When you zest a lemon to get its peel for a recipe, make sure you only get the colored part of the peel, not the underlying white part. The white part is bitter. I used a microplane or a fine citrus grater, but you can use a grater, instead. Just make sure it leaves fine pieces of lemon peel.

1. Position the oven shelf to the middle and preheat the oven to 400 degrees F. Generously grease a 9 x 5 x 3-inch loaf pan and set aside.

SARAH SAYS: This is a light-colored heavy bread pan. If using a dark and nonstick pan, reduce the oven heat by 25 degrees F.

2. In a large bowl, combine the flour, ground cinnamon, baking soda, powder and salt. Make a well in the center and set aside.

3. Place the sugar, yogurt, beaten eggs, melted butter, oil, vanilla and lemon peel in a medium size bowl. Whisk together until well-combined and frothy. Add in the mashed bananas and stir in until combined; take care not to mash the bananas while doing so.

4. Add the banana mixture to the flour mixture. With a large rubber spatula, fold together with large gentle strokes until ALMOST combined.

Add in the walnuts and FOLD until JUST combined. Then, STOP!

5. Fill the prepared loaf pan with batter and gently smooth its surface.

6. Immediately place the pan in the middle of the middle shelf in a hot, preheated oven.
Lower the oven temperature to 350 degrees F.

SARAH SAYS: Note the position of the oven shelf. My oven has six rack positions; the middle is considered to be the third rung up from the bottom.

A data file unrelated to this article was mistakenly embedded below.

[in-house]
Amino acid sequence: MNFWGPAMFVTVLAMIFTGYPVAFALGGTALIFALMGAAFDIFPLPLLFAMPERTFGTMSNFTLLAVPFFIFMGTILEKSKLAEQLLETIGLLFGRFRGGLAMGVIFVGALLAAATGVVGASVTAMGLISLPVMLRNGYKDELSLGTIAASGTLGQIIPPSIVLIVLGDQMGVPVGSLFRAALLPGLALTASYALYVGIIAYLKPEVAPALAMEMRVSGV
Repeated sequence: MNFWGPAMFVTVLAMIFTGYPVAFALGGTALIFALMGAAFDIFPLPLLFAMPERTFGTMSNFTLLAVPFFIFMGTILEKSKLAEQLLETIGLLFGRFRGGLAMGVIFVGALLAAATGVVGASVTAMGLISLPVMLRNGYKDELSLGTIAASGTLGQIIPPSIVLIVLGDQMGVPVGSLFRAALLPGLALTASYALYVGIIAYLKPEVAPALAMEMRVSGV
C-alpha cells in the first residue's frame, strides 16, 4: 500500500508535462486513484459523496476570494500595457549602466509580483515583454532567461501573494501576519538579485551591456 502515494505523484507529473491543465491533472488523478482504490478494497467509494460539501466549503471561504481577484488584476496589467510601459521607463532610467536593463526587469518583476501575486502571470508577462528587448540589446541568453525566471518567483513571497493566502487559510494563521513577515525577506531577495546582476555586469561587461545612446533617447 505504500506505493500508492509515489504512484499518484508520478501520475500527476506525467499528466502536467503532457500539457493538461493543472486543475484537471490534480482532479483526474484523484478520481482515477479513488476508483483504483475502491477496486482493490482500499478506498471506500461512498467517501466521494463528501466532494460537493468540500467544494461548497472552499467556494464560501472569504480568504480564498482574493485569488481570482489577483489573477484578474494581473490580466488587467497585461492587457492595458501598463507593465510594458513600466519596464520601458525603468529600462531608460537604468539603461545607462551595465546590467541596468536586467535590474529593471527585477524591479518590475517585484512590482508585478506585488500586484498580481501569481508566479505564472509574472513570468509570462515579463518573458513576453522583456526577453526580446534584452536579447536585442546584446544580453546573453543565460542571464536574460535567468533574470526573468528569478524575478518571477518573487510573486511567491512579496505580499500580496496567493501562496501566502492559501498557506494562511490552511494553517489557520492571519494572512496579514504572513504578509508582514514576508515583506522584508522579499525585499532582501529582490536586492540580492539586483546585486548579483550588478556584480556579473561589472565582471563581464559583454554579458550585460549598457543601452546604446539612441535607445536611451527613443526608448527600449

Do not open the door to peek for at least 15 minutes.
NOTE: If you are using two 4- x 7-inch loaf pans, you will need to check them after about 15 to 20 minutes; do so quickly so you do not want to keep the oven door open too long and lower the oven's temperature.

7. Bake for 40 to 60 minutes or until a wooden skewer inserted in the center comes with a few moist crumbs but not batter.

SARAH SAYS: A double recipe takes about the same amount of time to bake.

If the bread seems to be over browning during baking, but the cracks are still quite moist, tent them with a piece of foil and lower the oven to 325 degrees F for the final baking time.

8. Let the baked bread sit on a wire cake rack for 10 minutes before unmolding. Place the bread on its side, to cool completely before slicing.

SARAH SAYS: I like to cool both quick-breads and yeast breads on their side. That's so the bread can cool better without running the risk of causing condensation to form on its bottom because of its close proximity to the countertop.

SARAH SAYS: I like to use a large serrated bread knife for slicing.

HELP!: My bread turned out dry even though I followed your instructions to the letter!
SARAH SAYS: Do NOT throw it out! Simply wrap it in foil and place it on the countertop for a day or two. Banana and sugar are humectants and will attract moisture from the air; your bread will be as good as new!

Wrap cooled Banana Bread with plastic wrap and store at room temperature for a day or two; refrigerate after that so it won't mold. If it is humid, refrigerate the bread, so it won't mold.
SARAH SAYS: I personally think the flavor of the bread is better the next day!

The bread freezes nicely, wrapped in plastic wrap and then sealed in an airtight container, for a month or more.